Teen Topic 47:  So many things in diabetes care are important.  Do you feel some are less important and can be ignored during periods of burnout? (example: changing your lancet). Or do you feel that once you start letting things go it’s a dangerous downward spiral?

Skylyn (age 16)
I do feel that some things are more important than others when it comes to my diabetes care. The most important thing for me is giving insulin at mealtimes or when I feel high to get my BG numbers under control. One thing I tend to ignore and get sick of is the sensor. It’s wanting a calibration often and the numbers being off is very annoying. Also to me, I feel it is not needed all the time and can be more of a burden than a benefit.

Julia (age 14)
There’s not many things I consider to be “not important”.  I think if you forget to change your lancet that’s not a big deal but if you continually forget to check your sugar or take insulin that could turn bad very quickly.

Erin (age 17)
I feel some can be ignored. I honestly forget to change my lancet a lot and I don’t always check as many times as I’m supposed to some days but some days schedules are different so that factors in to.

Claire  (age 17)
I do feel like when you start to let things go it can turn into a downward spiral. However, I don’t really think changing ones lancet has to be an every check thing, let alone an everyday thing.

Laura (age 17)
I honestly have not changed my lancet in probably a month or two. I feel like little things like that aren’t too important, since there are more prominent things to take care off. (bolusing, checking BG, etc.) Taking a break from the small things isn’t a downwards spiral as long as you keep the important ones in check.

Ashley C. (age 14)
Not really, cause using the lancet example I only change that when its time change. I mean I think it’s really people’s opinions on what you can let go and what you can’t.

Jessica (age 20)
I definitely believe that certain aspects of diabetes care can be ignored while still being in control and healthy. Changing lancets, using alcohol wipes every time, etc. are time consuming and, in my opinion, wasteful. A lancet is good for more than one use, there is no need to get rid of it after one single test. Nonetheless, I believe that the things that can be ignored are few and far between. Furthermore, I agree with the idea that this can lead to a dangerous downward spiral, and quickly. I say this from personal experience. In the hustle and bustle of life it is easy to skimp on one thing, and then another, until finally you haven’t changed a lancet in months, site in days, or checked in hours. What I feel is most important is that each diabetic finds their happy medium. Find a routine that works for you and stick to it. I don’t change my lancet that often, but I change my site (and sensor) when I shower. This helps me stay on track and manage my care.

Nick (age 20)
It certainly depends on what kind of person you are. As long as there’s a system you follow, a little slacking is okay. For example, I change my lancet every time I open a new bottle of strips. The only thing I can think of where slacking could lead to a downward spiral is not testing. Once you go a day or two without testing, it’s very easy to stop all together.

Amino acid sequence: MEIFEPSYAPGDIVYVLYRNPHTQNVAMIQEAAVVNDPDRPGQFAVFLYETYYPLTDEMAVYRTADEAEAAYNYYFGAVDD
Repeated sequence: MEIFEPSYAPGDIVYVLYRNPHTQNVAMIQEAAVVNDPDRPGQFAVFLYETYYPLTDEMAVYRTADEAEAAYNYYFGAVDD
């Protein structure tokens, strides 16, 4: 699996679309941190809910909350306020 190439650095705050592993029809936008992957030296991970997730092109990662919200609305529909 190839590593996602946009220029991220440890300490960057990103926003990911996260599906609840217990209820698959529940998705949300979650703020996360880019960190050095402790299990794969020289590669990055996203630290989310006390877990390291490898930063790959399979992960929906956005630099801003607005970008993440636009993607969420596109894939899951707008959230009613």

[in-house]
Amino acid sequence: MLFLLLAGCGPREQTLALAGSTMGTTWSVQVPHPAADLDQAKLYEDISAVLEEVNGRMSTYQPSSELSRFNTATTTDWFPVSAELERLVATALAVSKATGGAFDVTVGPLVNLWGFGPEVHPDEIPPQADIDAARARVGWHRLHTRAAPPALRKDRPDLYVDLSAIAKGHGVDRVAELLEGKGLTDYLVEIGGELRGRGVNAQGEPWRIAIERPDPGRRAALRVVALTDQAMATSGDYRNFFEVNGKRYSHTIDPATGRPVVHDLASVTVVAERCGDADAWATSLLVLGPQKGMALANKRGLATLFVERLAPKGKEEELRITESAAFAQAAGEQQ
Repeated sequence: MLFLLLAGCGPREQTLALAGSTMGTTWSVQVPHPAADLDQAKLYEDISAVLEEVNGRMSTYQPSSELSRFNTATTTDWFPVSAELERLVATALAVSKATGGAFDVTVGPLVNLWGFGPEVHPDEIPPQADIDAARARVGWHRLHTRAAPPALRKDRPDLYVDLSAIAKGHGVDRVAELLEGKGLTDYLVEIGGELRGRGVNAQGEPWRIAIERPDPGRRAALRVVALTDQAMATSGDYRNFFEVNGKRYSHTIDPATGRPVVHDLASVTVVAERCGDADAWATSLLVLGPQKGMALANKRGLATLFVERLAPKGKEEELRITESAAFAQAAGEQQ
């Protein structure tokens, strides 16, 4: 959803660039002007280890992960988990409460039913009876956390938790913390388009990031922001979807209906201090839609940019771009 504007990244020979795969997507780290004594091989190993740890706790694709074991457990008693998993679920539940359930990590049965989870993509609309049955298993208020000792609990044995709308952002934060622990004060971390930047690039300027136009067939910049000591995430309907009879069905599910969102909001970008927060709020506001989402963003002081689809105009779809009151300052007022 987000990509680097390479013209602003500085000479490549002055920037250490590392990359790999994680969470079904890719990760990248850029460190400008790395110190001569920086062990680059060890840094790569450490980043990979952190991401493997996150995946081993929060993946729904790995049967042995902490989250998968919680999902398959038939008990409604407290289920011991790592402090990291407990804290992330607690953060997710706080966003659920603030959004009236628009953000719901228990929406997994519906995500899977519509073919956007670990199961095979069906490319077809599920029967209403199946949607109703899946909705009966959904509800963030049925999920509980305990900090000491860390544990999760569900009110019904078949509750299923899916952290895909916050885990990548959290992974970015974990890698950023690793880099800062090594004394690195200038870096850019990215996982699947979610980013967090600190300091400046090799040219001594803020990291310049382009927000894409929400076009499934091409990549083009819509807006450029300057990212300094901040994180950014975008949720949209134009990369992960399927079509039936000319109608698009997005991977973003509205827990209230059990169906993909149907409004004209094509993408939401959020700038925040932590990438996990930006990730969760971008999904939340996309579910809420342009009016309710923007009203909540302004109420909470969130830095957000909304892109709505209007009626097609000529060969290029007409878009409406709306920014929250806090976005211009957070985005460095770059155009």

Mercedes (age 17)
There are some things I think that are less important, but I don’t think they should be ignored all of the time, sometimes is alright. If you do slack on some of the less important ones you might accidentally  stop it all together.

Cameron (age 17)
Well personally, I don’t even remember the last time I changed my lancet, and I’m still doing really well. Of course you want to change out your pump site (or give a shot for your meal) and test your blood sugar. Other than those two things, all the others can be ignored during periods of burnout.

Lexi (age 16)
Sometimes it depends on the situation. Maybe your site might be falling off, you could probably get some tape for it. Always carry a food source around or anything that’s 12 carbs or more. But sometimes certain things aren’t necessary to carry around every day. Mostly the things you should carry around every day would be your meter, something to eat, and most likely a site or needles.

Vanessa (age 16)
I feel as if no one is the perfect diabetic, and if you are props to you. But changing your lancet every time or changing the needle on your pen every single time you use it, to me is just annoying and I don’t do it. Maybe it’s dangerous for me but I’ve been doing it for 11 years now and I’ve had no problems at all.


Ashley B. (age 16)
I think that some things aren’t as important if you’ve had diabetes after a while. If you know what you use a lot or never use then it’s easy to rank them on their levels of priority. Changing lancets isn’t something that I really do that often.


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